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Survey of Service Provision for Young Children with ASD Across Europe

Thursday, 2 May 2013: 14:00-18:00
Banquet Hall (Kursaal Centre)
E. Salomone1, H. McConachie2, P. Warreyn3, J. Sinzig4, M. Noterdaeme5, L. Poustka6 and T. Charman7, (1)Centre for Research in Autism and Education, Institute of Education, University of London, London, United Kingdom, (2)Newcastle University, Newcastle Upon Tyne, United Kingdom, (3)Ghent University, Ghent, Belgium, (4)Department for Child & Adolescent Psychiatry, LVR-Klinik Bonn, Bonn, Germany, (5)Klinik für Kinder- und Jugendpsychiatrie und Psychotherapie, Augsburg, Germany, (6)Central Institute of Mental Health, Mannheim, Germany, (7)Centre for Research in Autism & Education, Institute of Education, London, United Kingdom
Background: Worldwide, various treatment and educational approaches have been developed for children with ASD. However, little is known about the actual availability of such treatments across Europe. Additionally, there are no reports on the uptake of “complementary/alternative medicine” (CAM) approaches.

Objectives: To document the type and intensity of treatment and education provision, medications and the use of CAM in young children with ASD in Europe. 

Methods: Parents of children with ASD aged 6 or younger were recruited through national parent organizations in 20 European countries and asked to complete a brief online survey (translated into 19 languages). The survey comprised questions on current provision of various treatment approaches, access to special education, use of medications and additional supports/aids and use of CAM. Data collection is ongoing and final results will be available by November 2012.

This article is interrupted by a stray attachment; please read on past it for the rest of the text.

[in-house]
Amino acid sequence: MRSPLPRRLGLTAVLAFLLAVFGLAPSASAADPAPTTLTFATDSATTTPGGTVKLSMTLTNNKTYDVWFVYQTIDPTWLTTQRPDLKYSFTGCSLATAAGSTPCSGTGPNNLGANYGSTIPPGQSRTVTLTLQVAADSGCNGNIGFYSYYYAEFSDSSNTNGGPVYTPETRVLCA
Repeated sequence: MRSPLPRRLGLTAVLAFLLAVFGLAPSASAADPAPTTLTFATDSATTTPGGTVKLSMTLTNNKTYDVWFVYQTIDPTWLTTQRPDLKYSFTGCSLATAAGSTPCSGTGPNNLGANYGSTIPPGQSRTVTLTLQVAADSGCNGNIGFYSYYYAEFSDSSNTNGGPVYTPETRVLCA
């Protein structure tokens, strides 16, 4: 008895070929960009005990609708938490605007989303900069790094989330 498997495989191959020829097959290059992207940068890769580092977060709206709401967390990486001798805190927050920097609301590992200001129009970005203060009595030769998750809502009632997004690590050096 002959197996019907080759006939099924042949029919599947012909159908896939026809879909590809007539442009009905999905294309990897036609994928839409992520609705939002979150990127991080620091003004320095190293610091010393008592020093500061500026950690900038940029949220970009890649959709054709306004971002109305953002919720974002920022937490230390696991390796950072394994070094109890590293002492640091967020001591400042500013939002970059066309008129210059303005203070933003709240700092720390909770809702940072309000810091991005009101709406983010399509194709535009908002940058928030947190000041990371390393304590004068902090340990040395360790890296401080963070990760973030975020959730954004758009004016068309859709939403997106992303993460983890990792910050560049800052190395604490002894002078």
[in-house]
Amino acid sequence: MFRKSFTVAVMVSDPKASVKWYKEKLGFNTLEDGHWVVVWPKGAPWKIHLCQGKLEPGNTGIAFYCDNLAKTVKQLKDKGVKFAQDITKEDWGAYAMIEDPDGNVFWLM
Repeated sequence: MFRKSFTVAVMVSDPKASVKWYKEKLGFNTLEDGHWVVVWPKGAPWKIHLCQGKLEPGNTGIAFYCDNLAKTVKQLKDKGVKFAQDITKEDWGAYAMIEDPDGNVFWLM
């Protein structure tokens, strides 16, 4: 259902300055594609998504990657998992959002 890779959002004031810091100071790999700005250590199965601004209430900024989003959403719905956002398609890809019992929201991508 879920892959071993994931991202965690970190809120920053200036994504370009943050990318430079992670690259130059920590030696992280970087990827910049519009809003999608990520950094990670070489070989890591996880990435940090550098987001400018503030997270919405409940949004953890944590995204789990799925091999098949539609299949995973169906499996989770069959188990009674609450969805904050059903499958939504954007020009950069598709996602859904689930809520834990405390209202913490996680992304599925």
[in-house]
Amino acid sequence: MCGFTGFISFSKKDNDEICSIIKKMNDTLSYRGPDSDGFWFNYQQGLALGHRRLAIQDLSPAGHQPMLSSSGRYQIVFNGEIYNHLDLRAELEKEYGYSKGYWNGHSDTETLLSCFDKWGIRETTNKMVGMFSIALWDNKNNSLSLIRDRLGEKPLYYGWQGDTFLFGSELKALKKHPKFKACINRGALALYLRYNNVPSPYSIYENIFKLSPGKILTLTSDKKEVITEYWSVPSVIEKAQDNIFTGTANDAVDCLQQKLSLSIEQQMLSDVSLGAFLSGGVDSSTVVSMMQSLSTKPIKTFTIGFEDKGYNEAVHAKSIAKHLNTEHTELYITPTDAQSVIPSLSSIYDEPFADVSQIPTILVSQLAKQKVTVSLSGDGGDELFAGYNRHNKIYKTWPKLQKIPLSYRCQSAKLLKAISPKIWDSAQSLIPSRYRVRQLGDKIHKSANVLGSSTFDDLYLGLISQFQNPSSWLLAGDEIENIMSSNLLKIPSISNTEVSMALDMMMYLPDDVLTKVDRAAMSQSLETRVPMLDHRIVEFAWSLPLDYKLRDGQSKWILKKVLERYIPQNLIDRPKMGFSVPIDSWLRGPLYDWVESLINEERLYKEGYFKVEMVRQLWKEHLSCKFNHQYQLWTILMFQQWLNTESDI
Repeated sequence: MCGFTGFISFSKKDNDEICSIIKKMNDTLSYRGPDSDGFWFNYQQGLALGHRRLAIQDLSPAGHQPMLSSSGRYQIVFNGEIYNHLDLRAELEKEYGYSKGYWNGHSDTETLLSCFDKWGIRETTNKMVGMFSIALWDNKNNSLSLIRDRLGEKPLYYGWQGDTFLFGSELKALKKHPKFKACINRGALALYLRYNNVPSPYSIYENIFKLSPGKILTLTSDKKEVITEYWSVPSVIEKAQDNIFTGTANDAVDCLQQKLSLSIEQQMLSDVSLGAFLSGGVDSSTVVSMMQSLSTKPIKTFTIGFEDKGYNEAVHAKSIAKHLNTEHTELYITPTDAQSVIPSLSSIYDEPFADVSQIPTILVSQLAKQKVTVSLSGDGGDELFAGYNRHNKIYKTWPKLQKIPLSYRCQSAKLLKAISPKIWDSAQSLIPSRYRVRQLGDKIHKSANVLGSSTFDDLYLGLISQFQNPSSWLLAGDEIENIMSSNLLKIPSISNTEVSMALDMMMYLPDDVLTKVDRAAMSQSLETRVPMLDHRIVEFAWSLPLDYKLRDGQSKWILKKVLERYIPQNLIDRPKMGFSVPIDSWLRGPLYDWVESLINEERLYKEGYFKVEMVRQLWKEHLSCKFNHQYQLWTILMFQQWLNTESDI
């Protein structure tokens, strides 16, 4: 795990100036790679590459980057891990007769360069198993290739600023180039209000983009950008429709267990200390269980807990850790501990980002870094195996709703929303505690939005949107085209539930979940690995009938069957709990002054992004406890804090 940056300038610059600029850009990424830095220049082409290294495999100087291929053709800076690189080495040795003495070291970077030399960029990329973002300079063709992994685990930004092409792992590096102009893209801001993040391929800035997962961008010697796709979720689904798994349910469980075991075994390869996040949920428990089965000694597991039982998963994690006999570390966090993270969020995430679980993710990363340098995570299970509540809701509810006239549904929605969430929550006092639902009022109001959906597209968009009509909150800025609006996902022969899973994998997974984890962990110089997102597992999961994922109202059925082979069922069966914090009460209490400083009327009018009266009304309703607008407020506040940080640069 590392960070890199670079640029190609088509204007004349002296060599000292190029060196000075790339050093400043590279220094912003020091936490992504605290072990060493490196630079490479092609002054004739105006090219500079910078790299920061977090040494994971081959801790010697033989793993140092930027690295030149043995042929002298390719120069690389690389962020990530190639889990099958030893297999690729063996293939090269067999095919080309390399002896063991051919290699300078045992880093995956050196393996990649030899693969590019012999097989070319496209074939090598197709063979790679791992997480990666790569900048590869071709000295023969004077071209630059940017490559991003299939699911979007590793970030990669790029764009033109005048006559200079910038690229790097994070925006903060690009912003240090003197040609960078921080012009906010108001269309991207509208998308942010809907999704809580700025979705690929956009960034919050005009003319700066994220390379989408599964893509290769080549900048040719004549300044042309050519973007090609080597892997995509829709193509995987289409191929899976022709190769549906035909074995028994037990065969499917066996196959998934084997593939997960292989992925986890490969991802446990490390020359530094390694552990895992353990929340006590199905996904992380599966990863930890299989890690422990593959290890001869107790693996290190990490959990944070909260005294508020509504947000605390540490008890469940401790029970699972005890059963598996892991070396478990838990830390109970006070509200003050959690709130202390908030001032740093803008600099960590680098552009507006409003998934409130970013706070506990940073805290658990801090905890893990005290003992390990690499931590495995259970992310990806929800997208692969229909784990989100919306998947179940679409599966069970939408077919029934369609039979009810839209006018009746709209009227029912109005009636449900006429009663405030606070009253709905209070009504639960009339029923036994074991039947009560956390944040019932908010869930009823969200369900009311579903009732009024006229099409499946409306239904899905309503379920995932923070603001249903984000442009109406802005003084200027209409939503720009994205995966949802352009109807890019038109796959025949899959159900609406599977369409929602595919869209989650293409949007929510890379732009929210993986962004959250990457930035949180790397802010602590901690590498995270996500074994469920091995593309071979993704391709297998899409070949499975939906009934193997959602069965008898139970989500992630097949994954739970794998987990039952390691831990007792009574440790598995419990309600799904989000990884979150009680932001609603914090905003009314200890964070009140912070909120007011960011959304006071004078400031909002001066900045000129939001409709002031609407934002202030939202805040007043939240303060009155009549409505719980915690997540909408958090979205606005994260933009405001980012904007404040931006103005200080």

Results: Data collection yielded 1302 completed questionnaires so far. Based on initial screening regarding diagnosis and age of the child, approximately 80% of participants were considered eligible for the study.  Speech and language therapy was the most frequently reported treatment currently received in most of the countries and overall 61% of parents reported receiving some speech therapy. Only in a minority of countries were the most frequently reported interventions behavioural interventions or parent training. The most frequently reported additional support was use of pictures exchange or use of visual aids (58%). Use of medication ranged from < 10% to 40%. Preliminary analyses show only marginal use of CAM in this sample.

Conclusions: Preliminary results of this ongoing study identified huge variability across Europe in terms of type and amount of available treatments for young children with ASD. Current reception of both treatment and educational provision was found to be inconsistent with current recommendations in European national guidelines. These initial findings highlight the need to monitor treatment and education provision for children with ASD in Europe in order to contrast inequalities, specifically in relation to access to evidence-based interventions.

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